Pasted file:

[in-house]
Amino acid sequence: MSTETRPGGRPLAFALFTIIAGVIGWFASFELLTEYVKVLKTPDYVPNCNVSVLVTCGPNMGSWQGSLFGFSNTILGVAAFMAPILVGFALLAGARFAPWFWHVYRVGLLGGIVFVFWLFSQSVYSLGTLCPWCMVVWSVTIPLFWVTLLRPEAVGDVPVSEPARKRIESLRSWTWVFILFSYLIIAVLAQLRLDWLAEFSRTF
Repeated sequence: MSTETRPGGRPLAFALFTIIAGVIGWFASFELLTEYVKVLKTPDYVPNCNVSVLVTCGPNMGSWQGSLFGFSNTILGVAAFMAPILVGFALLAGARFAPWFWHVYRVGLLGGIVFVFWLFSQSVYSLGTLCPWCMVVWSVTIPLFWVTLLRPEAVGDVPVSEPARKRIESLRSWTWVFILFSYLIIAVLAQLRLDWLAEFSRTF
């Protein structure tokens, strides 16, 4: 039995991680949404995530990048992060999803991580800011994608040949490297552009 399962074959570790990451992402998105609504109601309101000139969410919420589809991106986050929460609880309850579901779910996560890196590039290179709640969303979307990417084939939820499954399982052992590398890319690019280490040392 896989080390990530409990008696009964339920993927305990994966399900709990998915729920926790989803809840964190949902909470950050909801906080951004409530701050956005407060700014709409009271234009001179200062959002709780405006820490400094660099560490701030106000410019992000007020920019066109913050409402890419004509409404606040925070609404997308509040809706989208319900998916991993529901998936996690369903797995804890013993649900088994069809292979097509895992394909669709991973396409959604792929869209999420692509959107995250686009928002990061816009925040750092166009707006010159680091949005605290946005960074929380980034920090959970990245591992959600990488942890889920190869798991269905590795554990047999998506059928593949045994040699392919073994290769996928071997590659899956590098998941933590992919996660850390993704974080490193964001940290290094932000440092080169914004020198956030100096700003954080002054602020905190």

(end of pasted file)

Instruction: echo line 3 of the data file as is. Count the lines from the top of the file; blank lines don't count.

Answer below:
Repeated sequence: MSTETRPGGRPLAFALFTIIAGVIGWFASFELLTEYVKVLKTPDYVPNCNVSVLVTCGPNMGSWQGSLFGFSNTILGVAAFMAPILVGFALLAGARFAPWFWHVYRVGLLGGIVFVFWLFSQSVYSLGTLCPWCMVVWSVTIPLFWVTLLRPEAVGDVPVSEPARKRIESLRSWTWVFILFSYLIIAVLAQLRLDWLAEFSRTF